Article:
ModCloth blouse (similar) / vintage belt (similar) / vintage skirt (similar) / Anthropologie tights (similar) / Vince Camuto pumps (similar) / vintage fur stole (similar) / vintage clutch (similar) / vintage cuff (similar) / vintage earrings (similar)

If I could deck the halls of my home this holiday season, I would do it not with boughs of holly, but instead go broke for Baroque. On second thought, perhaps I’ll just get decked out in a budget friendly Baroque inspired outfit.

Baroque style emerged in Europe during the 1600s. This style permeated into all art forms such as fine art, architecture, music, literature, and of course, even fashion. Baroque was all about creating excitement and drama through display of opulence and grandeur; it was a time of indulgence. I won’t get into the religious and historical details of the Baroque period, for they are just as intricate as the style itself. While Baroque manifests itself differently in each art form, in fashion it is characterized by textured fabrics, ornate embellishments, curlicues, and abundant details with ribbons, pearls, and delicate gold embroidery.

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It’s no joke that I have no great wealth to show off, so I decided to poke fun at Baroque’s opulence. If anything, I display an eminence of vintage and thrifty finds. I captured the essence of the Baroque style with embroidery and brocade in the shiniest of golden threads. Saving the wide long skirt and plunging décolletage revealing neckline for another day, I opted for a modern silhouette in a sleeveless blouse and slim pencil skirt.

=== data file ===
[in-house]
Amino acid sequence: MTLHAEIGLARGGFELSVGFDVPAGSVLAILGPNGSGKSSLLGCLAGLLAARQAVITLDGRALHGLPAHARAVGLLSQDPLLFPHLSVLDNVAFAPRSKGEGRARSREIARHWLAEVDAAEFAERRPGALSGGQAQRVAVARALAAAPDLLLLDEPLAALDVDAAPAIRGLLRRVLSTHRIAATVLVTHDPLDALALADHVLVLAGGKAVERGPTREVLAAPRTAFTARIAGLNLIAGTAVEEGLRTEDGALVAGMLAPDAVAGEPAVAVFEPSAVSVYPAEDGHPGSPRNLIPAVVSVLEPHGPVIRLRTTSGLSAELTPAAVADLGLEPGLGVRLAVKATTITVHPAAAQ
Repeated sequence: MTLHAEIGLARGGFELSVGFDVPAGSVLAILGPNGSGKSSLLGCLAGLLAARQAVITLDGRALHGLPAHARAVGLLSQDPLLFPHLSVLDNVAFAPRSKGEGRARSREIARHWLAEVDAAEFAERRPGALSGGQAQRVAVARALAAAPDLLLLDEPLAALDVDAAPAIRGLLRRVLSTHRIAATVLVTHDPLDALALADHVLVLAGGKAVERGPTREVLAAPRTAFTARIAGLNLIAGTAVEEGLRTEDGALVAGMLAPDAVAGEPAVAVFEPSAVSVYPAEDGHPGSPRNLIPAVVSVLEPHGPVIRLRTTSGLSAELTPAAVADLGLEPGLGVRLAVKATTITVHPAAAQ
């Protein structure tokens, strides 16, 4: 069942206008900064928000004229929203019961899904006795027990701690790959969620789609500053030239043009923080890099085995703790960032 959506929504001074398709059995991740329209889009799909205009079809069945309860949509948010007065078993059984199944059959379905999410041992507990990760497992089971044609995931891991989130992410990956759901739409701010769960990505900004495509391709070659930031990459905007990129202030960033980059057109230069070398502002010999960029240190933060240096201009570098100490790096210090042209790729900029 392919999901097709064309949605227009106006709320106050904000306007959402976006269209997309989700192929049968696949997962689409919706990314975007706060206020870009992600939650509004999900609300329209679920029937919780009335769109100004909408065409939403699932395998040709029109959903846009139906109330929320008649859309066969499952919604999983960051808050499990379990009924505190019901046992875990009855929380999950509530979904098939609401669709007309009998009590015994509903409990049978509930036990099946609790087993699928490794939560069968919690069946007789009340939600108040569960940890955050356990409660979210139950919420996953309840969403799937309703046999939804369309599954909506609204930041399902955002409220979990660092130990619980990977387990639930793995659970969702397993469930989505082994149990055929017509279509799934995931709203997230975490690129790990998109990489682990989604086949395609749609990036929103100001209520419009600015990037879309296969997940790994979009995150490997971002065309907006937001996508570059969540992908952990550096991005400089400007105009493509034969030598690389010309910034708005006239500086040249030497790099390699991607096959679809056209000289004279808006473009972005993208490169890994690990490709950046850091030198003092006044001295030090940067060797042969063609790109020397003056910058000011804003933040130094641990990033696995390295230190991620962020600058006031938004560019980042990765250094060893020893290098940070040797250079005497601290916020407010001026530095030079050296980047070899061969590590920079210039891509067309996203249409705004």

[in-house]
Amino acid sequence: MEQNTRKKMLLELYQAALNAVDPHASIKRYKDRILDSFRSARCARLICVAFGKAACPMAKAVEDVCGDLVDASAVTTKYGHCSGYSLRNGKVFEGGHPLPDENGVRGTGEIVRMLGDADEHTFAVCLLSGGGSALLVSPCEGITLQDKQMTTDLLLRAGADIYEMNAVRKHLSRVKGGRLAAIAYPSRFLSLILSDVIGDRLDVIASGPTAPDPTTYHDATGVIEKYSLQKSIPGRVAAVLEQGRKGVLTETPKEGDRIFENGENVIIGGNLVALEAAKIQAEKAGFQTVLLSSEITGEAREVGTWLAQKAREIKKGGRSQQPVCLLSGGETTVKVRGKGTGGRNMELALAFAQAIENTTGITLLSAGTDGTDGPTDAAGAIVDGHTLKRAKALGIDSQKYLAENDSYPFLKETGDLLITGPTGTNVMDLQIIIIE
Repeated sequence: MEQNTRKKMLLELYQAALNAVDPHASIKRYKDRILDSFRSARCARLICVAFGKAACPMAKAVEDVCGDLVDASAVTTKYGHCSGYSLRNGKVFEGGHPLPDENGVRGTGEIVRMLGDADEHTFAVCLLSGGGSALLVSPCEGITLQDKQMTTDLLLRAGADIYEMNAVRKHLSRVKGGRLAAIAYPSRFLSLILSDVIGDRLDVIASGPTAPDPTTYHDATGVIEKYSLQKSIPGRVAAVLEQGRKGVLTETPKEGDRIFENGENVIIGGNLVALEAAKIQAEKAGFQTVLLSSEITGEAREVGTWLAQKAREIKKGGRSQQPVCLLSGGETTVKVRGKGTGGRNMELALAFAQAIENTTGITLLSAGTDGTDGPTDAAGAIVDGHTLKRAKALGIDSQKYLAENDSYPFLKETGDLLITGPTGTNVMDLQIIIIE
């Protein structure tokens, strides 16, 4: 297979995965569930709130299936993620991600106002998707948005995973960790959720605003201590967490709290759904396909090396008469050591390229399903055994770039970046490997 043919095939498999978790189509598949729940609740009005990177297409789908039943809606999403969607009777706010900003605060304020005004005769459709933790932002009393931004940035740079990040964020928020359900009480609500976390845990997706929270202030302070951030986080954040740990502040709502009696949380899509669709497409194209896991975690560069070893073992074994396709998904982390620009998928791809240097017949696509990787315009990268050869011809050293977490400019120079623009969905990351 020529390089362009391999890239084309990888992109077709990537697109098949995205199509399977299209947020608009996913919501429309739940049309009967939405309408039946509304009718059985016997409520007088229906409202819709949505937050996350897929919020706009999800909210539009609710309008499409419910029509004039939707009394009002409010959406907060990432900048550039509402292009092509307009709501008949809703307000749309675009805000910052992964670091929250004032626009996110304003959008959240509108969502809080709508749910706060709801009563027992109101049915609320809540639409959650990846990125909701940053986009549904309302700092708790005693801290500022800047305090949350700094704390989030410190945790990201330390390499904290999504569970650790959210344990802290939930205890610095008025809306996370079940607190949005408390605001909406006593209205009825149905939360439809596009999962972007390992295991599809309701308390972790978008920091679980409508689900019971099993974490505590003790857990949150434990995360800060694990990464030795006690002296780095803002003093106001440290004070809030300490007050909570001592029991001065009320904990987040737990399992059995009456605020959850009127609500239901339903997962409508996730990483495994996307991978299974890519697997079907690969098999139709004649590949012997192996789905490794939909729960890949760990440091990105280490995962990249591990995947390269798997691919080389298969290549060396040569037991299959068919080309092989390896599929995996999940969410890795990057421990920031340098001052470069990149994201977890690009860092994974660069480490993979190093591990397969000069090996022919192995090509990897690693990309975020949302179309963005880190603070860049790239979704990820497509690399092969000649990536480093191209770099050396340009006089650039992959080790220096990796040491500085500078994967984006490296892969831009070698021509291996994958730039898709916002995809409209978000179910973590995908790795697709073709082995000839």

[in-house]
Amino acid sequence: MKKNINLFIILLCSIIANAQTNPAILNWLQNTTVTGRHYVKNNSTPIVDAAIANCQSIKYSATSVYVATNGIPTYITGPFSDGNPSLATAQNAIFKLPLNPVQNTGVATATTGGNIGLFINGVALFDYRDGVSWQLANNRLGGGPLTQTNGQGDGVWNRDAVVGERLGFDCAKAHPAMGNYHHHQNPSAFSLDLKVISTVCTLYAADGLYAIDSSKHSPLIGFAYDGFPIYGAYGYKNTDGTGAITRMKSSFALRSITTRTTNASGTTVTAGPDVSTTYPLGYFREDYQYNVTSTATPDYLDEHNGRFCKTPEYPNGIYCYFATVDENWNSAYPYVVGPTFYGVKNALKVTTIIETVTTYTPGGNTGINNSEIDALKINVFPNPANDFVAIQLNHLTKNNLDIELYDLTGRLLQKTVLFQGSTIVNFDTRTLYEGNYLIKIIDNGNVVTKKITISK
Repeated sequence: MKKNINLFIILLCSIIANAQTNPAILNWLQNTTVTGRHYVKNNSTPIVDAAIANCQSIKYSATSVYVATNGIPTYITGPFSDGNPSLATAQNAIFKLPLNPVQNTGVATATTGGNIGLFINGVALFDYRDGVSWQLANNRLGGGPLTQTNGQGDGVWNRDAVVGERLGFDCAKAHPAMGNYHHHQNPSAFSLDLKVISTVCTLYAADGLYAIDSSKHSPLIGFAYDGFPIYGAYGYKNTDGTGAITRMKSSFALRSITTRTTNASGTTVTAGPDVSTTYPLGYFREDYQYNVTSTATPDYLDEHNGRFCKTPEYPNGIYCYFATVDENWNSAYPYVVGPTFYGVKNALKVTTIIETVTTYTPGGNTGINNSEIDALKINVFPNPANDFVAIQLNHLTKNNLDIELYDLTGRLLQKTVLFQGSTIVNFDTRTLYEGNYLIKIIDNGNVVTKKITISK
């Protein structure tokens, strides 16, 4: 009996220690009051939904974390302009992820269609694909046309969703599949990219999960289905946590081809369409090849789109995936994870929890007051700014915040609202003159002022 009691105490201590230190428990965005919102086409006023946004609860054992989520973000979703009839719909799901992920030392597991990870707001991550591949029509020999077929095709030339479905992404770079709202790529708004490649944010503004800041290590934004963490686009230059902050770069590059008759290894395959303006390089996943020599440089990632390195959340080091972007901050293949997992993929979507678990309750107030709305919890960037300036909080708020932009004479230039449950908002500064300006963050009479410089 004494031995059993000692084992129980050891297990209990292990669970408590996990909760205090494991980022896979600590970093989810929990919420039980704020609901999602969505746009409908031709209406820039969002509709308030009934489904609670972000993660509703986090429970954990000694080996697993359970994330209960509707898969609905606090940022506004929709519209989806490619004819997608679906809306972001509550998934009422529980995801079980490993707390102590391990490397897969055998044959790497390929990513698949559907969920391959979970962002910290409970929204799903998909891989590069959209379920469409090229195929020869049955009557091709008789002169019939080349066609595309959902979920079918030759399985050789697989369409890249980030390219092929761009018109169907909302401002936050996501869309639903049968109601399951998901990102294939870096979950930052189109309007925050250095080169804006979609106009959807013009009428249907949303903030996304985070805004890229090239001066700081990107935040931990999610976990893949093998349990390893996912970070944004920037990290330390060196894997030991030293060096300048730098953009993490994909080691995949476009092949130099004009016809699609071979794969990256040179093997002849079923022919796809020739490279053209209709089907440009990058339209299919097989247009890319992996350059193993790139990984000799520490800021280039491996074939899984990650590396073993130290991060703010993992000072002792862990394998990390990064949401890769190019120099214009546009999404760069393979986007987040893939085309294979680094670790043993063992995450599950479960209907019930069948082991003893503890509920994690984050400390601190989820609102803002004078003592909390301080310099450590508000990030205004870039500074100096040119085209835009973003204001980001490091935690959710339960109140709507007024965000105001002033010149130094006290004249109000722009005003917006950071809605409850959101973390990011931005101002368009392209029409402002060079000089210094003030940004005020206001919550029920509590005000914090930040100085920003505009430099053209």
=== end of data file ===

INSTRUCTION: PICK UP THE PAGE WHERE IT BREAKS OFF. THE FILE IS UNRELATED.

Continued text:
Don’t let the shiny threads fool you – this is just pattern play: holiday edition. When mixing patterns, just follow a few rules. Pay attention to the scale of the pattern (mix big and small), fabric texture (shiny with matte), fabric weight (e.g. silk vs. velvet) and color scheme (same color family or neutral). In this outfit, I decided to go with multiple elements to create a lavish outfit brimming with drama for your momma. Despite all my Baroque details clamoring for attention, it might be the vintage fur stole that stole the show.

We finally started getting rain in our drought induced state of California, but I won’t let it rain on my Baroque brocade parade. Unless the precipitation is of the paper kind.

Happy Holidays!


ModCloth blouse (similar) / vintage belt (similar) / vintage skirt (similar) / Anthropologie tights (similar) / Vince Camuto pumps (similar) / vintage fur stole (similar) / vintage clutch (similar) / vintage cuff (similar) / vintage earrings (similar)

Baroque Brocade

Body Electric

Even a casual outfit can be charged with electricity.

It may come as a shock to you, but as a child I absolutely loathed the zap of static electricity. The source of this unfortunate encounter was often in the family van, a huge brown Toyota Hiace.